This video shares the Ka'ā mele performed by Kupaoa & Kepā Maly at Mamiya Theater during the Aloha Lāna'i celebration (March 25th, 2012) for the Lāna'i Culture & Heritage Center. The mele, written by Kepā commemorates wahi pana (storied and sacred places) and traditions of Ka'ā Ahupua'a. Midway through the mele, Reid Del Rosario surprised Kepā and the audience with a beautiful hula he choreographed. Mahalo nui! Speak traditional place names, keep Hawai'i's history alive.
The ethnographic/TCP study, “Hanohano Lāna‘i…” is a thorough and complete work. Because Kepā has personally been gathering information from elder Lāna‘i natives since the 1960s, and has collected archival materials for Lāna‘i from local and national repositories over the last 30 years, it is unlikely that a more detailed and thorough collection would be compiled by other researchers. The ethnography is a stand-alone document with a wide range of research and public interest applications.
This mini-documentary was produced by the Lāna'i Culture & Heritage Center, filmed by Lāna'i High & Elementary School's Tech Club, and edited by Anthony Ka‘auamo Pacheco. Watch this video and share in the students exploration of their island home’s history.
This link will take you to a detailed ethnographic/traditional cultural properties (TCP) study, titled “Hanohano Lāna‘i" – "Lāna‘i is Distinguished." An Ethnography of Ka‘ā Ahupua‘a and the Island of Lāna‘i” (KPA/LCHC, May 2011), prepared under Office of Hawaiian Affairs (OHA) Grant No. 2575.
The study documents: (1) research methodology & criteria; (2) an introduction to Lāna‘i’s history; (3) the first ever detailed collection of traditions and history of Ka‘ā Ahupua‘a; and (4) a synthesis of findings from a limited archaeological reconnaissance survey of Ka‘ā Ahupua‘a, conducted at the time, under the right of entry agreement granted to the Lāna‘i Culture & Heritage Center from Castle & Cooke Resorts, LLC on September 24, 2010.
This study represents the first part of four documents which are being prepared as a part of the OHA grant. Kumu Pono Associates LLC and the Lāna‘i Culture & Heritage Center contributed the entire funding amount for development of the ethnographic/TCP study. Funds from the OHA grant were expended in undertaking the limited archaeological reconnaissance survey covering six weeks—including four days of aerial transects—conducted in partnership with Cultural Surveys Hawai‘i, and in completing other aspects of work for study development.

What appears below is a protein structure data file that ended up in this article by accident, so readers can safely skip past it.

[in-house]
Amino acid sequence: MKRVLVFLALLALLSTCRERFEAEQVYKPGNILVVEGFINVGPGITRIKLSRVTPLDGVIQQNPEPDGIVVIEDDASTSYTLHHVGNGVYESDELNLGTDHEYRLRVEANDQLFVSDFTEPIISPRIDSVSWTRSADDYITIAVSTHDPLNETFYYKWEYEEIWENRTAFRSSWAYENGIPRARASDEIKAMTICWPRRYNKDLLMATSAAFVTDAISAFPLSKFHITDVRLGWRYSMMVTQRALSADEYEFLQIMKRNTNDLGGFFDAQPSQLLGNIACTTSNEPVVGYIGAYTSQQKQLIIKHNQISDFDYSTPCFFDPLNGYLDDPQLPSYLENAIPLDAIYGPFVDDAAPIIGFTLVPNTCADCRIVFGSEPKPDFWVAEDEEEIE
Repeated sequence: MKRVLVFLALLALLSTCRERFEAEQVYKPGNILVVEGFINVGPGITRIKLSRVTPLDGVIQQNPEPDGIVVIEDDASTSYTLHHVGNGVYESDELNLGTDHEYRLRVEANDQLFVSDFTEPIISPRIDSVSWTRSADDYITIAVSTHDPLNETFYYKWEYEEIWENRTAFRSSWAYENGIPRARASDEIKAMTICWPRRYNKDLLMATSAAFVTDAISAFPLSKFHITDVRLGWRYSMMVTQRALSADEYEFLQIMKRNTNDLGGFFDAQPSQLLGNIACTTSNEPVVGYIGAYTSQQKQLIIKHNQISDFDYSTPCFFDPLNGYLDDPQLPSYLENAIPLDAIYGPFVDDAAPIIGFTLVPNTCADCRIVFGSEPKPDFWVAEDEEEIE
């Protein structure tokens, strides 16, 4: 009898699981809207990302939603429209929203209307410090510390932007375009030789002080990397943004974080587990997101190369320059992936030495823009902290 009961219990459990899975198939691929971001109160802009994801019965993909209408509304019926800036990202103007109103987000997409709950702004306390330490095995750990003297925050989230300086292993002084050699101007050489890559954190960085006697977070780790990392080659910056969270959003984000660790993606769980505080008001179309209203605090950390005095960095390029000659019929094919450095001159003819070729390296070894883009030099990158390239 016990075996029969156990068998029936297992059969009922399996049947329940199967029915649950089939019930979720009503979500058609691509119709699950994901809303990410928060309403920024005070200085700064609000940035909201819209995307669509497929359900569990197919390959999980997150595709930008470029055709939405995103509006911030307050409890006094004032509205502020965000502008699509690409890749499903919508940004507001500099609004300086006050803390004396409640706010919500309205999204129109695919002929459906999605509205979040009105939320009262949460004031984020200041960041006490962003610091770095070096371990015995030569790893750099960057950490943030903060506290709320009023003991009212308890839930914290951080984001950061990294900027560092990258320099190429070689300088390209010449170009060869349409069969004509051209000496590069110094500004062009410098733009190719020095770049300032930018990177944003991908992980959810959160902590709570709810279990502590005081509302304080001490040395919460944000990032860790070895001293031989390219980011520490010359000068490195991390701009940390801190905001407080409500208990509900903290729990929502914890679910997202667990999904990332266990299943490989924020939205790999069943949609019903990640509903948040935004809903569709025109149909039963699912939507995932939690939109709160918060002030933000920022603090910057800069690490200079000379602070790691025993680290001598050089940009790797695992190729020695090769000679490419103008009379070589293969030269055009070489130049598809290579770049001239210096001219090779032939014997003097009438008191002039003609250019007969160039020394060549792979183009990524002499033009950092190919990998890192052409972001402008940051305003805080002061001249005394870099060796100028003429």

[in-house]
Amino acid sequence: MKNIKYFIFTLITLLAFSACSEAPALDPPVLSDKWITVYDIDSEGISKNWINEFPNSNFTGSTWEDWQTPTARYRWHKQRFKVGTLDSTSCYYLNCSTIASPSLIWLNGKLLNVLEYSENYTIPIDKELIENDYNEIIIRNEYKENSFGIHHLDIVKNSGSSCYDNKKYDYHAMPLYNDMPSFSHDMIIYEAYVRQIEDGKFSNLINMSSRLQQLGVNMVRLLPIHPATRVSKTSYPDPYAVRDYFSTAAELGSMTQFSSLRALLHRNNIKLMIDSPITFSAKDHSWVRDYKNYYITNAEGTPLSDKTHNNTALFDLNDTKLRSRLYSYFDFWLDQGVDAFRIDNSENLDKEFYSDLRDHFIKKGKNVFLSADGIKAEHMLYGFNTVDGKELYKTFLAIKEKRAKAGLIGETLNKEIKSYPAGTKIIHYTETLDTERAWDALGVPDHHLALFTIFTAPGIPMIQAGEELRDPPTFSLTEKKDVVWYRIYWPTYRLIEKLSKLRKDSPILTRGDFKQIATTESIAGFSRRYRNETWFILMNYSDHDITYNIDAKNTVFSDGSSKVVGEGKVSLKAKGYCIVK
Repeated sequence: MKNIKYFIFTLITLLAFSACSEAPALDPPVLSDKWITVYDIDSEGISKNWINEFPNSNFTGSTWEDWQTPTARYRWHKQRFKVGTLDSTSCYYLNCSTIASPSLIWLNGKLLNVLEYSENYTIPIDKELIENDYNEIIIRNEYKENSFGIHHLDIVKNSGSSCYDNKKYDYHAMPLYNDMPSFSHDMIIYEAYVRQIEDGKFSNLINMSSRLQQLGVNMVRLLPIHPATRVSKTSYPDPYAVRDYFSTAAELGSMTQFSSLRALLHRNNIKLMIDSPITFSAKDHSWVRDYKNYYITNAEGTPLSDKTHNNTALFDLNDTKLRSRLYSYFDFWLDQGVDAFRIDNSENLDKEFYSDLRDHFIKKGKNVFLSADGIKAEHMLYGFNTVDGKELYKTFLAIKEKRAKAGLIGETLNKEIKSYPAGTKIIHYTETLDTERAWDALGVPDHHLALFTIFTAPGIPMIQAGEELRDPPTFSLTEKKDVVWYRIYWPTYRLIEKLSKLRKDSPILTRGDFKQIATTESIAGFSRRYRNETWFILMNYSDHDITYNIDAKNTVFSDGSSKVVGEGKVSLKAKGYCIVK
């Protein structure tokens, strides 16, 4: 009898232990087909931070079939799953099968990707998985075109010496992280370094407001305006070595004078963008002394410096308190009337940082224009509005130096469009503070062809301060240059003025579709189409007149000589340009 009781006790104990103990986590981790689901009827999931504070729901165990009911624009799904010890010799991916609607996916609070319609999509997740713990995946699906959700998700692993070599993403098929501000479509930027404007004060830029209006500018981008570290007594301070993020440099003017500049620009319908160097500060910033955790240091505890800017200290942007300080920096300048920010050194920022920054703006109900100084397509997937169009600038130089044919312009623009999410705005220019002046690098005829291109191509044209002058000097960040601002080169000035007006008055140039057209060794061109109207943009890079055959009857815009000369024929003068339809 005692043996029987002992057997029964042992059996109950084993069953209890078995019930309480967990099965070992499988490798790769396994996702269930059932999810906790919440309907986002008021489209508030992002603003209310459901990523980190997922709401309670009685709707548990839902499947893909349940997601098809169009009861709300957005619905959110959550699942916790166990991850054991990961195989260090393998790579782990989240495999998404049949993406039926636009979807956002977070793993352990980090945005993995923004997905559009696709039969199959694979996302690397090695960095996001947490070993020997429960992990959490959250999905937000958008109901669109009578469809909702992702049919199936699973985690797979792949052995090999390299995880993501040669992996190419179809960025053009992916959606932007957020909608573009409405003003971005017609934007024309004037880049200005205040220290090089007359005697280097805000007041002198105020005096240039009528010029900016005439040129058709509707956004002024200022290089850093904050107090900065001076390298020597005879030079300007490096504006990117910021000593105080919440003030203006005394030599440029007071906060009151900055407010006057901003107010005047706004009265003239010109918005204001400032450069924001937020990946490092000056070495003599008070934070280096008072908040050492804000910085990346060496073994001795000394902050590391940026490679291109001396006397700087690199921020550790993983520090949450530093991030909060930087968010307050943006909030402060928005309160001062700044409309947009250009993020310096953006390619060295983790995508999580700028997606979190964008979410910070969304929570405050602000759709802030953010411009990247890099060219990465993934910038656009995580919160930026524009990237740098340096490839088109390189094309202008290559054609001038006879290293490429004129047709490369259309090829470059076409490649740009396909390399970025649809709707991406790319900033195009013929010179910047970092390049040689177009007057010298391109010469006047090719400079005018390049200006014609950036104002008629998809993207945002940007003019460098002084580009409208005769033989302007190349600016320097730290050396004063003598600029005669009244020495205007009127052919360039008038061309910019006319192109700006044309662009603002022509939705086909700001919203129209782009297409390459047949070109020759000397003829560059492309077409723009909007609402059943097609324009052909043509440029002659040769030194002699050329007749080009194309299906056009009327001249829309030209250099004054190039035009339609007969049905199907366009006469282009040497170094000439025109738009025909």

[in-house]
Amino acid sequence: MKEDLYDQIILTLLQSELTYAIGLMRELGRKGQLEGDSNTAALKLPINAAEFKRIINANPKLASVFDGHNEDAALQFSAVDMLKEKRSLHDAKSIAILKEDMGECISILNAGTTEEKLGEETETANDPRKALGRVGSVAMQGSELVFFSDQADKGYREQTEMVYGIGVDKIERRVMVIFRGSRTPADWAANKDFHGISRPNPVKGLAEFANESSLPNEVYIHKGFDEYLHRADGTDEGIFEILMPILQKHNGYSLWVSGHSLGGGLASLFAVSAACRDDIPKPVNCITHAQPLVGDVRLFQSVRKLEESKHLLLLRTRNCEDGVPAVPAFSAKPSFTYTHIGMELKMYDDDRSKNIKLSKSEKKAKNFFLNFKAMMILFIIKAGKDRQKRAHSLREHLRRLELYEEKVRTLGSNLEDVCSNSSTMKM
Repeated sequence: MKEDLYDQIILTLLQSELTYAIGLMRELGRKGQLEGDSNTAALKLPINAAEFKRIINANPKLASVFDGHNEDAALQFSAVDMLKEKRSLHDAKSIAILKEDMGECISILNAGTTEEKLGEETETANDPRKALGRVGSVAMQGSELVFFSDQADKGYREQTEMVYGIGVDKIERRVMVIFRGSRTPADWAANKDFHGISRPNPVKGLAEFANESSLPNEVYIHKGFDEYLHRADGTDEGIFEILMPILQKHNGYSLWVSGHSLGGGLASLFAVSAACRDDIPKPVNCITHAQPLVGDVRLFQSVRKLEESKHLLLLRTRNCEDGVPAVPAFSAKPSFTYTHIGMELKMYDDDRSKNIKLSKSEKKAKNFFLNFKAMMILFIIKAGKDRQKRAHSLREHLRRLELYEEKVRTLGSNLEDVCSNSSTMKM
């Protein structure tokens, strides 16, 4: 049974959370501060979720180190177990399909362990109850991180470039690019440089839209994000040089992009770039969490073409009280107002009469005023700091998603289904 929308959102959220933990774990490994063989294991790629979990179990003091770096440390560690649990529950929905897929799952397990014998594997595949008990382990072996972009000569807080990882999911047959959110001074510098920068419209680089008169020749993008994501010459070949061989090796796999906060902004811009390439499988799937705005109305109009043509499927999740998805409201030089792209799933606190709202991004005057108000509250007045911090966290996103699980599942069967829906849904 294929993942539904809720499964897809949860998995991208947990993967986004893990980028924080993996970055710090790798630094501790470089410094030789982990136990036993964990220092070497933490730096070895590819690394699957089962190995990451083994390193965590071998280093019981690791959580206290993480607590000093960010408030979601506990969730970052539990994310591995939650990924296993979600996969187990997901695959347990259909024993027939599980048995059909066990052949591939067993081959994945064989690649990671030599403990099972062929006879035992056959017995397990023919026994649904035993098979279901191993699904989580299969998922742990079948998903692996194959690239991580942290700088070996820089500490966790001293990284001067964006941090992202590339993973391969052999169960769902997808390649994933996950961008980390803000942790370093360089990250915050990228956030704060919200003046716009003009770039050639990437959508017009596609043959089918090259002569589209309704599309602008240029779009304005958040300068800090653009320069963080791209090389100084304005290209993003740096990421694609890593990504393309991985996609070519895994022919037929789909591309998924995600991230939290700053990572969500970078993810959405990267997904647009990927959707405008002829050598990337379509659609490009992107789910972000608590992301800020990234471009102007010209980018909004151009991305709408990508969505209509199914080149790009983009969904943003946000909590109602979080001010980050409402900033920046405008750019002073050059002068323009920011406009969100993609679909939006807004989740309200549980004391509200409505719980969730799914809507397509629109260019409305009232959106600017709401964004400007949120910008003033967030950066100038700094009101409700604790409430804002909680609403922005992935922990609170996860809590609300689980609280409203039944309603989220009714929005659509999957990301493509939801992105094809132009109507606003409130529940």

The archaeological investigations are, on the other hand, severely limited by lack of funding and time in the field. This said, the limited reconnaissance survey conducted under this grant is telling by what has been discovered in just six weeks of survey. Most of the sites documented have not been previously described, and it is logical to assume that the archaeological survey which would be required on the nearly 22,000 acre study/project area will reveal much more. This work is meant to set a foundation upon which to build further field research methodology, and provides us with a base line from which to move forward.
“Hanohano Lāna‘i…” was formally presented to Trustees of the Office of Hawaiian Affairs at the Community Board meeting on Lāna‘i on June 15th, 2011. Copies for public review have also been placed in the Lāna‘i Community Public Library, and at the Lāna‘i Culture & Heritage Center.
OHA Chairwoman Colette Machado described Ka‘ā as a “unique, vanishing landscape,” in Hawai‘i. The link below provides all interested parties with access to the study, and it is our hope that the study will provide readers with a new depth of understanding and appreciation for the rich cultural/historical legacy of Lāna‘i. Through such awareness, the landscape might be cared for, and not vanish and be lost to future generations.